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              </TD><TD>
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                  <P>Obvious user benefit, especially for multimedia
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                  content creators.</p></td>
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                  </tr>
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</table></CENTER>
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<br>
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An HFS+ volume contains five special files:
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<ol>
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<li>
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Catalog file - Describes the folder and file hierarchy of the volume. It is organized as a "balanced tree" for fast and efficient searches
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</li>
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<li>Extents overflow file - Additional extents (contiguous allocation blocks allocated to forks) are stored in a b-tree in this file
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</li>
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<li>
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Allocation file - Specifies whether an allocation block is free (similar to $Bitmap in NTFS). This is stored in a bitmap, specifying a free allocation block with a "clear bit"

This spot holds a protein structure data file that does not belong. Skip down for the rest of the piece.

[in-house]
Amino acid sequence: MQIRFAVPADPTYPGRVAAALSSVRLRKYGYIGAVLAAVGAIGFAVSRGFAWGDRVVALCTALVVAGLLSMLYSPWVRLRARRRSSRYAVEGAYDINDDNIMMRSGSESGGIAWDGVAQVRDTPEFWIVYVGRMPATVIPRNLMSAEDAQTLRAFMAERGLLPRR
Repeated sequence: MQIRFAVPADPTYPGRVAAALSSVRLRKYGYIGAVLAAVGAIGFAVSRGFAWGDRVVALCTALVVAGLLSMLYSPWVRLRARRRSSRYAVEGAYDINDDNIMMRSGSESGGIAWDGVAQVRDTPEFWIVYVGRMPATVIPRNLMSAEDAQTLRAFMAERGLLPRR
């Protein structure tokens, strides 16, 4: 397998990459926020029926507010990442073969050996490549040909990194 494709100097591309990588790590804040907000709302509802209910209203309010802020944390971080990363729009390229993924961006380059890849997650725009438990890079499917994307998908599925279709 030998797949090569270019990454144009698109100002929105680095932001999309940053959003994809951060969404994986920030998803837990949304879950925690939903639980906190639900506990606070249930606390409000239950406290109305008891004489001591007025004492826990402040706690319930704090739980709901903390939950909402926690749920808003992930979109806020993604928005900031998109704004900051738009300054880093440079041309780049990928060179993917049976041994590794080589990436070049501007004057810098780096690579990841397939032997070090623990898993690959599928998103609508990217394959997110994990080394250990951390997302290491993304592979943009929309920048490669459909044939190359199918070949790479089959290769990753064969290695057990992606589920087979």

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</li>
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<li>Attributes file - Contains attribute information regarding files or folders
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</li>
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<li>
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Startup file - Allows computers to boot that do have built in support for HFS+ file systems
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</li>
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</ol>
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<br>
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HFS+ also implements journaling, which allows fast recovery in the case of a crash or power outage. According to Apple, "The purpose of the journal is to ensure that when a group of related changes are being made, that either all of those changes are actually made, or none of them are made."[http://developer.apple.com/technotes/tn/tn1150.html#Journal]
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Apple technical notes are available for the HFS+ file system from their [http://developer.apple.com/cgi-bin/search.pl?q=HFS+&num=10&site=default_collection website].
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== External Links ==
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* [http://web.archive.org/web/20090530120010/http://developer.apple.com/technotes/tn/tn1121.html Internet Archive Copy of: Technical Note TN1121]]
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[[Category:Disk file systems]]
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Latest revision as of 19:25, 28 November 2006